Mind Shadows      Seeing Into The Future & Common Sense: PMH Atwater & Future Memory

No scientific experiment could verify it or repeat it. It is not a matter of everyday experience. It defies common sense. Yet it happened to me. I am by nature a skeptic. I doubt everything until convinced otherwise, and am always cautious of being hoodwinked. I may not know for sure, I tell myself, but I will doubt claims until I have evidence to the contrary. Yet it did happen to me.

Several times in my life I simply knew what would happen next before it in fact occurred. It wasn’t an intellectual knowledge. I felt it to the marrow of my bones. I knew. Each time I was right. As I said, a scientific experiment of my predictions would fall flat. It could not be empirically and statistically verified, but I clearly saw into the future. I know, not believe, but know, that what we call normal is merely a convention created by the senses and society. Common sense is surrounded by mystery. ( If you don’t believe me, read a book on quantum physics on quantum indeterminacy or the Heisenberg Principle. ) Yet, I remain a rationalist and empiricist, mainly to avoid the tomfoolery that gulls true believers in the paranormal. I don’t doubt that we are, in a sense, sleepwalking through this world; it’s just that, as much as possible, I like to avoid banging my shins against chairs and fire hydrants. Reason and daily experience provide good guides.

Prescience is the word. Looking ahead in order to know what may happen. In my case, not planning, but actually seeing. This prescience raised a question for me. If I knew something was about to happen, did it mean that future events cannot be avoided? When the two jetliners exploded into the twin towers of the World Trade Center, was that a fixed event? Did Jewish mothers and daughters have to be herded naked into the gas chambers at Auschwitz? Philosopher George Santayana said that those who don’t learn from the past are condemned to repeat it. Does learning do any good? Will repetition happen anyway?

I have no answer, and do not find this avenue one I want to follow as a field of inquiry. Still, here is one person’s response to the question. As anecdotal evidence, it does not provide a scientific reply. Nonetheless, she has experience to confirm her account.

At eighteen a woman was attacked by a stranger who held a knife to her throat. She was raped. “ Hysteria began to well up inside her as she realized that she would probably die and never see her parents again. At that moment, her mind sharpened to crystal clarity, and she floated out of her body to view her attacker from a point above him. All pain and hysteria ceased, and all concerns dissolved. In this detached state, she lived a future segment of her life in great detail. In this segment, she experienced herself as an older woman telling stories to children gathered about her feet while she sat in an antique, black lacquer chair, carved exquisitely in an oriental design. The paintings on the wall and each detail of the house where she lived at this future time were clear and precise, as were her thoughts, each physical movement she made, every smell and taste, conversations, emotions, plus each minute sensations of daily living.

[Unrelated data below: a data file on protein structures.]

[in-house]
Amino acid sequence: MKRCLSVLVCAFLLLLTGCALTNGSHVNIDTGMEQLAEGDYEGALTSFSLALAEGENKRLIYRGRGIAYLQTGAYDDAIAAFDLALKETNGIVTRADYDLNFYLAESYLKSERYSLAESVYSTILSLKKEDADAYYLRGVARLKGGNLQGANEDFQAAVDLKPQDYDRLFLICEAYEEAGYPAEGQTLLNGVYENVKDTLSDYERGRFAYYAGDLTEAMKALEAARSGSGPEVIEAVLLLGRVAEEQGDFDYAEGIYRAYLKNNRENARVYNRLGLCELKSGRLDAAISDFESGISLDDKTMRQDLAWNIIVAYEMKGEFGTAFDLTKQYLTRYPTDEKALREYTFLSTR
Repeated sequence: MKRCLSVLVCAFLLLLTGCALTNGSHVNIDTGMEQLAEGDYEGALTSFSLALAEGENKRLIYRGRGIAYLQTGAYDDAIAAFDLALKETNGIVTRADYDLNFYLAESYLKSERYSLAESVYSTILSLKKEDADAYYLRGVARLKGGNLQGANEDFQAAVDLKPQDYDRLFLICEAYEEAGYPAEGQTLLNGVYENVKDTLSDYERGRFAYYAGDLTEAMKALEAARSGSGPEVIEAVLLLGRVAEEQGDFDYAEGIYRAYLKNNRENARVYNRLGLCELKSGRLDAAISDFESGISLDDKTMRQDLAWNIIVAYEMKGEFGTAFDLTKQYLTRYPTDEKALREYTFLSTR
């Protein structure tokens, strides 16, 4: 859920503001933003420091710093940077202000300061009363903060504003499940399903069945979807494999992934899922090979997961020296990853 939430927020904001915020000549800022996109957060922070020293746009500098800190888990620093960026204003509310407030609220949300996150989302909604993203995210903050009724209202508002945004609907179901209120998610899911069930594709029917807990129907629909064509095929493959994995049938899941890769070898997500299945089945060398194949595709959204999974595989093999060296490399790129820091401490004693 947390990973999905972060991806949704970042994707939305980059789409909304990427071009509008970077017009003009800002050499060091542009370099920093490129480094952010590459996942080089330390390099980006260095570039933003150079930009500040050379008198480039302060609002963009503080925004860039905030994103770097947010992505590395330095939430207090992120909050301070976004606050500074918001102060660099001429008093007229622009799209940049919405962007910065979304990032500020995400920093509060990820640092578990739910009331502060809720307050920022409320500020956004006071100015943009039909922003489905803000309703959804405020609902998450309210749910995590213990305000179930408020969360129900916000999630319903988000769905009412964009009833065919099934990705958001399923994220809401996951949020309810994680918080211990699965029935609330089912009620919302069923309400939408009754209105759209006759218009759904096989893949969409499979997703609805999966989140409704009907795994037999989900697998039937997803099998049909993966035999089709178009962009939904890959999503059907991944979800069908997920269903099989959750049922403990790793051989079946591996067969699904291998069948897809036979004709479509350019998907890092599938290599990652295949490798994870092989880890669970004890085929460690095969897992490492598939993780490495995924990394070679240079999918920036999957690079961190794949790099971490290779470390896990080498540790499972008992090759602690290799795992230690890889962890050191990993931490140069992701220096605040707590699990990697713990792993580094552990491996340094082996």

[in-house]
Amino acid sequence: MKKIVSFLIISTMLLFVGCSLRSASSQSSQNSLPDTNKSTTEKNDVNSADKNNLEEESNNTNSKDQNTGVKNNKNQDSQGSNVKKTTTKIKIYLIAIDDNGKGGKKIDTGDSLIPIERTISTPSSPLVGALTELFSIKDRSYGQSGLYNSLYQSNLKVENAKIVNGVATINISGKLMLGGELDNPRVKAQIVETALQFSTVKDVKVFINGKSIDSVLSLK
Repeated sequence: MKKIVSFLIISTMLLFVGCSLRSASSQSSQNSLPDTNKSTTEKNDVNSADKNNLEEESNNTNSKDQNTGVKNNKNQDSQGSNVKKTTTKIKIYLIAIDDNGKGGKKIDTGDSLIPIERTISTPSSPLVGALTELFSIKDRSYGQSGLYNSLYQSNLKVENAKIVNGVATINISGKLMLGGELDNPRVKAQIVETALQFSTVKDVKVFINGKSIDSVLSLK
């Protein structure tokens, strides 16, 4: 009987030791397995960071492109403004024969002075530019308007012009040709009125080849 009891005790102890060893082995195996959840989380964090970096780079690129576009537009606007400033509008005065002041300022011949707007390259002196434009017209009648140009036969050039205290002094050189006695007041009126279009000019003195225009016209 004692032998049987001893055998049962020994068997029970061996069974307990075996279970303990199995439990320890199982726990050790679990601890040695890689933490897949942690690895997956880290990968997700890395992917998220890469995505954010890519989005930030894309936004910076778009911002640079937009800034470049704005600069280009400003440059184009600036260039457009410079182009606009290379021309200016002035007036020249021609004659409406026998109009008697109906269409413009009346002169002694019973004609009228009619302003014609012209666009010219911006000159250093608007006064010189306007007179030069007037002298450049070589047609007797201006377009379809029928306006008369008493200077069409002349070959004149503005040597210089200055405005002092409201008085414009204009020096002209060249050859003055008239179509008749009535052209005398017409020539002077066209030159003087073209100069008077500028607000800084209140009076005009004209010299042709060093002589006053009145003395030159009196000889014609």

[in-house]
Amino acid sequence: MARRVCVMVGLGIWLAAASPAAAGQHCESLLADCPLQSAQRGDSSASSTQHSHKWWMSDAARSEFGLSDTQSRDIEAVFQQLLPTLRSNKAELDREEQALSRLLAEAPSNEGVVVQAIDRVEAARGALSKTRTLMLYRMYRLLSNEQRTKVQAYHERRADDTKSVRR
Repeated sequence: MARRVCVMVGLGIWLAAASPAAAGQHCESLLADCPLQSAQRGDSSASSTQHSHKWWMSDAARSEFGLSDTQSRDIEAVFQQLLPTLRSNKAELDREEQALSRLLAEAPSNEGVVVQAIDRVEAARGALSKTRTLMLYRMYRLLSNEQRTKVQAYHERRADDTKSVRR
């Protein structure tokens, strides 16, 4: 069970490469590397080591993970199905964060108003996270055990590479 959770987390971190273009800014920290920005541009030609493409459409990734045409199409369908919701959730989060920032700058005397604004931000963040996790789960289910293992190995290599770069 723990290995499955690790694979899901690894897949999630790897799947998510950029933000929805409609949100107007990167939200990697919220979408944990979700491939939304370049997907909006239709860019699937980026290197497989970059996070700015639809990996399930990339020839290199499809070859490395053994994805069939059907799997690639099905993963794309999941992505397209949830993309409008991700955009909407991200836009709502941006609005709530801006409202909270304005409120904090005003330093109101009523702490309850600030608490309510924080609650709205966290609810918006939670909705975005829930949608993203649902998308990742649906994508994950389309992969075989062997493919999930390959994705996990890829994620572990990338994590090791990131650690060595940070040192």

"She later forgot about the futuristic episode she had just ‘lived through,’ when she convinced herself the whole thing was a device created by her brain to ensure that she relax and submit to her attack. Police confirmed that because of this man’s history of violence, any struggle on her part would have meant death.

The woman married five years later and "moved into a house her husband already owned. There she discovered the antique black lacquer rocking chair carved exquisitely in an oriental design, and the paintings, and the wallpaper, and all the details previously encountered in her near-death experience. The jolt of seeing these items surfaced a memory of having ‘lived’ this segment of her life previously. "

Of this discovery she said, “I really believed back then [during the rape] that my experience was just an hallucination, part of the instinct for survival. But, when I walked into the door of my husband’s new house . . . I did a double take. This forced me to realize that what had happened to me earlier was in actuality my real future.”

As to free will, she has this to say. “Because I divorced, I proved to myself there really is free will, that no matter what life brings we can still make a new choice from any one of many possible futures.”

The example is from Future Memory, by P.M.H. Atwater. As the title suggests, her book is about memory of the future as well as the past. As I said, this field of inquiry entails too much speculation, and offers no fruitful purpose in my eyes. It borders on the metaphysical for which I have little use. Here, I mean the field of inquiry; I have no reason to doubt the account, because of my own experiences. I know this, that a few times in my life I was absolutely certain of something about to happen.

That was enough for me to accept that a chasm exists between inside and outside, between consciousness and so-called objectivity. Chairs, airplanes, paper clips, are mental images, correlates to what is thought to be "out there." And, indeed, they provide remarkably good correlation for our vaunted common sense. But they are correlates for all of that. I can't explain how I knew what was going to happen. That was inside, something indefinable. What happened outside--a ringing telephone followed by a move that changed my life, a public announcement that altered history, the sudden death of a loved one--confirmed the "inside," but this person I call myself remains wrapped in mystery.


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